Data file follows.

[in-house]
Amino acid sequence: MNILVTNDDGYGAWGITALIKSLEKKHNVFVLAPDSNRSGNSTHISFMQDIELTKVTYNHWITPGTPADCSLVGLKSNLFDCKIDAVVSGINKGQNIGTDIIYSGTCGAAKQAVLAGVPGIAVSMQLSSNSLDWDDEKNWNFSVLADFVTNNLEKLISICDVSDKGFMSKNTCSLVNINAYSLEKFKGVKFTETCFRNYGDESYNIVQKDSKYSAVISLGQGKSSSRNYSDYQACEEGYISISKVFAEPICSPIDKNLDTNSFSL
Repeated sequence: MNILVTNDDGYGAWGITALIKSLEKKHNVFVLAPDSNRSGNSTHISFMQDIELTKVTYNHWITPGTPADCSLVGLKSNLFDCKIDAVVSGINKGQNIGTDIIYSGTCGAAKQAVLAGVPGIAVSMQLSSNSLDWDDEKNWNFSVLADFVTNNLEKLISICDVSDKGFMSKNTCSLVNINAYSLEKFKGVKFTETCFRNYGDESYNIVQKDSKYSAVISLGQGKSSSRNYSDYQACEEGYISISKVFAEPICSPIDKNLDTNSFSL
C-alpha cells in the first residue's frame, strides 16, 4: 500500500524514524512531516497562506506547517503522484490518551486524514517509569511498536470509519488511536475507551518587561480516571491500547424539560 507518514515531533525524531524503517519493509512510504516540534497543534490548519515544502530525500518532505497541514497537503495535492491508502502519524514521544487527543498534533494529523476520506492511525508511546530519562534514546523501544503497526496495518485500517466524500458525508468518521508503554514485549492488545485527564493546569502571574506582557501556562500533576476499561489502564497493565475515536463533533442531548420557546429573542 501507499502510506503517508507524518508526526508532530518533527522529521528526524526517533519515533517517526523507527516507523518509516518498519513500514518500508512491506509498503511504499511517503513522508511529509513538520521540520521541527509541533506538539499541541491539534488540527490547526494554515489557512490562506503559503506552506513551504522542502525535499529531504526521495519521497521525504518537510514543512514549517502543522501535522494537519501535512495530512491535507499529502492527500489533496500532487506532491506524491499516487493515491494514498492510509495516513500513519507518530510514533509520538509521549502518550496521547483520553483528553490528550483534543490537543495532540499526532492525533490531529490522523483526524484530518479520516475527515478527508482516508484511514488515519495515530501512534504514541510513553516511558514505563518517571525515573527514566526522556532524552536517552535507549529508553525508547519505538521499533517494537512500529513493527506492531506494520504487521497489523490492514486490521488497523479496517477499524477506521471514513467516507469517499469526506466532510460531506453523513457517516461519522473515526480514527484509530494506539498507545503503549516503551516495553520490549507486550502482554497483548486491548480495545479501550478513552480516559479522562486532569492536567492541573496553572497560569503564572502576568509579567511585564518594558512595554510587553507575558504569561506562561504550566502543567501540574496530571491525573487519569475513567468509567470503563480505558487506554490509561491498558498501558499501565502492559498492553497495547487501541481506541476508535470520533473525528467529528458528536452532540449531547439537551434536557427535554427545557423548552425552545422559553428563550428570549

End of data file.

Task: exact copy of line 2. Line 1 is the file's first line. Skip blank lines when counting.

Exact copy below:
Amino acid sequence: MNILVTNDDGYGAWGITALIKSLEKKHNVFVLAPDSNRSGNSTHISFMQDIELTKVTYNHWITPGTPADCSLVGLKSNLFDCKIDAVVSGINKGQNIGTDIIYSGTCGAAKQAVLAGVPGIAVSMQLSSNSLDWDDEKNWNFSVLADFVTNNLEKLISICDVSDKGFMSKNTCSLVNINAYSLEKFKGVKFTETCFRNYGDESYNIVQKDSKYSAVISLGQGKSSSRNYSDYQACEEGYISISKVFAEPICSPIDKNLDTNSFSL